Parenting in a Villageless Society



Sometimes you can find your tribe in unexpected places.

Finding your way when a village doesn’t exist

Perhaps it’s one of those nostalgic, rose-colored glasses perspectives, but it often feels like the days when parents had an established village was a lot less overwhelming than modern-day parenting. That’s not to say parents — moms especially — never experienced stress or frustration in their own time. But, the notion that our great-grandmothers, grandmothers or even our own mothers had a family community to share parental burdens and joys is something I sometimes envy.

When people tended to stay in one location and close to their families, they had a multi-generational community in which to raise children. Villages of mothers, sisters, grandparents, cousins as well as spouses’ families pooled shared both knowledge and the responsibilities of caring for children and elderly parents.

Much of that traditional village life seems lost in our modern culture, and often, I feel like I have to fend for myself.

Recently, a friend offered to throw me a baby shower. Although this was going to be our third baby,  the baby was a surprise addition to our family. We had unloaded much of our baby gear before we moved, so the kind offer was much appreciated. Besides, diapers are always needed. When she asked for my list of friends for invitations, I came up with five names. Now, of course, I was thinking of local friends, the ones most likely to attend. I didn’t include the friends I had just left behind in Belgium, or the ones in California, Florida, Missouri, New York, Germany, Utah, or those currently in the middle of PCS season themselves.

Regardless, my friend laughingly said that I needed to make more friends.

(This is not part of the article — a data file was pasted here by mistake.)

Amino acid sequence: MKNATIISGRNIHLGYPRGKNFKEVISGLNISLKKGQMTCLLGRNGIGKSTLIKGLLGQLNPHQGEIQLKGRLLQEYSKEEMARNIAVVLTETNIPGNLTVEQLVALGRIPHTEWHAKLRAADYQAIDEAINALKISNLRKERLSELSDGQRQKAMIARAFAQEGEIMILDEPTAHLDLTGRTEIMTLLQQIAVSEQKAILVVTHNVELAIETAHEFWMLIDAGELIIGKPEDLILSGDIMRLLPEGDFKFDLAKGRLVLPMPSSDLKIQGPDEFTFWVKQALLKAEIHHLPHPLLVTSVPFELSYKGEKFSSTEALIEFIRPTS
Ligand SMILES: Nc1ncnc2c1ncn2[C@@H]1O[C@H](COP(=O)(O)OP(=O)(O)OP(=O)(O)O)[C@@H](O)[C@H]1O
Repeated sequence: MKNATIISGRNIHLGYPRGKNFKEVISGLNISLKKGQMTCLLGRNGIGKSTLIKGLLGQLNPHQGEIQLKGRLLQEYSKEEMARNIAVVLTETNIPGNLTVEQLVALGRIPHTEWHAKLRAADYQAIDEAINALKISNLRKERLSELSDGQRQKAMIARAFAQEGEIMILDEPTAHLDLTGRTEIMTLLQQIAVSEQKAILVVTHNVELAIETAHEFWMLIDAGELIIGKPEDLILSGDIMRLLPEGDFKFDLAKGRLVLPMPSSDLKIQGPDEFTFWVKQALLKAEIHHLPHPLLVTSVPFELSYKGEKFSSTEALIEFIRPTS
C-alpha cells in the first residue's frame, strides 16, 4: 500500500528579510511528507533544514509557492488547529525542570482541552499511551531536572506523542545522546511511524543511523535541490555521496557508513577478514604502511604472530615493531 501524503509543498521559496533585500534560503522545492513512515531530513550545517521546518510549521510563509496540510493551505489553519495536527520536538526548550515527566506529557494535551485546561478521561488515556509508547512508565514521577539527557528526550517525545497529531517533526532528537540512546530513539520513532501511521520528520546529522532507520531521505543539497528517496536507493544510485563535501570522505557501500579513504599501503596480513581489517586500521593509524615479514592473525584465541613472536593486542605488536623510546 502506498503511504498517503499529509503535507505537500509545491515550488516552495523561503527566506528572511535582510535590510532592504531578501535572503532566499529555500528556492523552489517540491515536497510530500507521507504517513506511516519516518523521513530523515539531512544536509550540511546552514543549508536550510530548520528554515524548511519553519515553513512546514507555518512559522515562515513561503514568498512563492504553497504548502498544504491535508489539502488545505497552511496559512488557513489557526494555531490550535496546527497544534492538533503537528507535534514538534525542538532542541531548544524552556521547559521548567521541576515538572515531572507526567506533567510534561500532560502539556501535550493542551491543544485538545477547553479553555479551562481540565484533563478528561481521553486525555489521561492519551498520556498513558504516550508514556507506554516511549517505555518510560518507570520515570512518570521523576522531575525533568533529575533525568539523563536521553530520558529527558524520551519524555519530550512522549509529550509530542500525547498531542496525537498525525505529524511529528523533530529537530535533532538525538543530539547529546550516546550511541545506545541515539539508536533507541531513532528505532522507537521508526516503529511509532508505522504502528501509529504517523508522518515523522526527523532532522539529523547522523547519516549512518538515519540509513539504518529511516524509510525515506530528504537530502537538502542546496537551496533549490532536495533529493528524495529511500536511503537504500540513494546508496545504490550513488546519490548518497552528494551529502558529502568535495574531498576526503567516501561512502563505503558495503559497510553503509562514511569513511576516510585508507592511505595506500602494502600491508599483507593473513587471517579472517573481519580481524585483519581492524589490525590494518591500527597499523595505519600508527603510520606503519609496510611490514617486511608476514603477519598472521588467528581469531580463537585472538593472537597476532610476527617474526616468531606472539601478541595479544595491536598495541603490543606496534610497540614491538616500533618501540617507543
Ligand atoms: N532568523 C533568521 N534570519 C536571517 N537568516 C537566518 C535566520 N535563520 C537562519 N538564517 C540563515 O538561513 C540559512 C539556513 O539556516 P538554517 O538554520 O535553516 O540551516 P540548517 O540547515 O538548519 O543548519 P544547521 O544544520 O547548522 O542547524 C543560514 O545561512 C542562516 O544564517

I get it, it would be a small shower with just a few people, but I’m not sure she really understood. We’d been in our new home almost eight months; my friend was born and raised here. She has lifelong friends, her parents, her in-laws and her grandparents all close by. My husband and I have each other and the few friends we’ve made with neighbors and fellow parents from our child’s school. It’s a work in progress, especially in the absence of a traditional military community where we live. 

The conversation reminded me of a quote I read that had really resonated with me.

“It takes a village, but there are no villages,” wrote Beth Barry on the website Motherly.

What a simple and eloquent way to summarize what many modern mothers, particularly military mothers (and dads!) experience. Although Barry wasn’t speaking specifically about military affiliated parents, what she wrote fits perfectly to what many military families face.

Military parents are often villageless or forced to recreate our villages every few years — sometimes when we are at our most delicate and in need of support.

Our family had our first child after we’d been living in Alabama for about a year. My husband and I had made friends with neighbors and among our co-workers and within our respective circles of hobby-related friend groups. Our village was fairly established, and they came through for us with flying colors – a beautiful baby shower, meals delivered to the exhausted new parents, advice along with help with the baby and the house. This also was the time when I transitioned from active duty to the Reserves and after a few years of living there, we moved overseas.

When we moved overseas, I had a rude awakening.

Suddenly, I  went from an established community of friends to living in a cold, dark place with no connections and a language barrier that prevented me from striking up conversations. I was stuck inside with an active 14-month-old, and although we slowly, slowly began to find our way, it was a long first winter.